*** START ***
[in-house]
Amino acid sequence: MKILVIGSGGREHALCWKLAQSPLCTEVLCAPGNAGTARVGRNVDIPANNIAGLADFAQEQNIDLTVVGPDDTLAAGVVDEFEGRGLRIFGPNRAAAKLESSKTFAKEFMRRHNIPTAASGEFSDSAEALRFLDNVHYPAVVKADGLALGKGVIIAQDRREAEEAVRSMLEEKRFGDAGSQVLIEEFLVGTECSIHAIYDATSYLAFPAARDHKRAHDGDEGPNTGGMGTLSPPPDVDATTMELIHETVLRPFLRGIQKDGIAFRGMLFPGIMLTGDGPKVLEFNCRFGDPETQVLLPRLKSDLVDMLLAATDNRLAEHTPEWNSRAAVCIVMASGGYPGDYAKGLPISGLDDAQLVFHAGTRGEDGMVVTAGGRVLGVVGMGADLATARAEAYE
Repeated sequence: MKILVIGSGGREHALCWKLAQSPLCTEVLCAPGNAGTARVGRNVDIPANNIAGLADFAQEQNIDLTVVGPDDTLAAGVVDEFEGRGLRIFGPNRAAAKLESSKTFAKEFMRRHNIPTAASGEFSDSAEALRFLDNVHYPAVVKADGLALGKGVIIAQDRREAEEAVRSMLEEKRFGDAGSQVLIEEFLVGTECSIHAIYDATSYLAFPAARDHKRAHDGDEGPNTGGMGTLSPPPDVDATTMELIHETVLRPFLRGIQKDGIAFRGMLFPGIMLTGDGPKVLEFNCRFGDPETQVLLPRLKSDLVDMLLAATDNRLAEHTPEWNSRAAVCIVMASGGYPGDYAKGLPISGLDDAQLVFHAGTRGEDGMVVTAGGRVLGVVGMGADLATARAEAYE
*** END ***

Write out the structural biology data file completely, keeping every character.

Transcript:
[in-house]
Amino acid sequence: MKILVIGSGGREHALCWKLAQSPLCTEVLCAPGNAGTARVGRNVDIPANNIAGLADFAQEQNIDLTVVGPDDTLAAGVVDEFEGRGLRIFGPNRAAAKLESSKTFAKEFMRRHNIPTAASGEFSDSAEALRFLDNVHYPAVVKADGLALGKGVIIAQDRREAEEAVRSMLEEKRFGDAGSQVLIEEFLVGTECSIHAIYDATSYLAFPAARDHKRAHDGDEGPNTGGMGTLSPPPDVDATTMELIHETVLRPFLRGIQKDGIAFRGMLFPGIMLTGDGPKVLEFNCRFGDPETQVLLPRLKSDLVDMLLAATDNRLAEHTPEWNSRAAVCIVMASGGYPGDYAKGLPISGLDDAQLVFHAGTRGEDGMVVTAGGRVLGVVGMGADLATARAEAYE
Repeated sequence: MKILVIGSGGREHALCWKLAQSPLCTEVLCAPGNAGTARVGRNVDIPANNIAGLADFAQEQNIDLTVVGPDDTLAAGVVDEFEGRGLRIFGPNRAAAKLESSKTFAKEFMRRHNIPTAASGEFSDSAEALRFLDNVHYPAVVKADGLALGKGVIIAQDRREAEEAVRSMLEEKRFGDAGSQVLIEEFLVGTECSIHAIYDATSYLAFPAARDHKRAHDGDEGPNTGGMGTLSPPPDVDATTMELIHETVLRPFLRGIQKDGIAFRGMLFPGIMLTGDGPKVLEFNCRFGDPETQVLLPRLKSDLVDMLLAATDNRLAEHTPEWNSRAAVCIVMASGGYPGDYAKGLPISGLDDAQLVFHAGTRGEDGMVVTAGGRVLGVVGMGADLATARAEAYE